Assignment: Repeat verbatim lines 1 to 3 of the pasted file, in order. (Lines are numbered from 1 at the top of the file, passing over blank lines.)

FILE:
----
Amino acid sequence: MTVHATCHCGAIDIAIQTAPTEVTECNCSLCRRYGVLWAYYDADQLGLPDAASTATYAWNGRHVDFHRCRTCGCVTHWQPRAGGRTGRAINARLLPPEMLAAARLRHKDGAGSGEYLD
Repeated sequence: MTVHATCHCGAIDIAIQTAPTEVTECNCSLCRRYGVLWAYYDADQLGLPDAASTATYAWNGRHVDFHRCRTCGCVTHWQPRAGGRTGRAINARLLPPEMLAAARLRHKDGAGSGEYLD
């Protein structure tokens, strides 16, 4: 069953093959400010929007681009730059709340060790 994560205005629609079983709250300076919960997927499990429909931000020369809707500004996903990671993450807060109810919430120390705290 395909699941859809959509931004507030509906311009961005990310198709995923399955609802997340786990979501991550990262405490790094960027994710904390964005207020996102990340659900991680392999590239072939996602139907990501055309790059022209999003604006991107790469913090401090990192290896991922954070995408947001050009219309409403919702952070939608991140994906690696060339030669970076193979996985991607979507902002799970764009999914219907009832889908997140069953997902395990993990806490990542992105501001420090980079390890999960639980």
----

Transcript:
Amino acid sequence: MTVHATCHCGAIDIAIQTAPTEVTECNCSLCRRYGVLWAYYDADQLGLPDAASTATYAWNGRHVDFHRCRTCGCVTHWQPRAGGRTGRAINARLLPPEMLAAARLRHKDGAGSGEYLD
Repeated sequence: MTVHATCHCGAIDIAIQTAPTEVTECNCSLCRRYGVLWAYYDADQLGLPDAASTATYAWNGRHVDFHRCRTCGCVTHWQPRAGGRTGRAINARLLPPEMLAAARLRHKDGAGSGEYLD
């Protein structure tokens, strides 16, 4: 069953093959400010929007681009730059709340060790 994560205005629609079983709250300076919960997927499990429909931000020369809707500004996903990671993450807060109810919430120390705290 395909699941859809959509931004507030509906311009961005990310198709995923399955609802997340786990979501991550990262405490790094960027994710904390964005207020996102990340659900991680392999590239072939996602139907990501055309790059022209999003604006991107790469913090401090990192290896991922954070995408947001050009219309409403919702952070939608991140994906690696060339030669970076193979996985991607979507902002799970764009999914219907009832889908997140069953997902395990993990806490990542992105501001420090980079390890999960639980």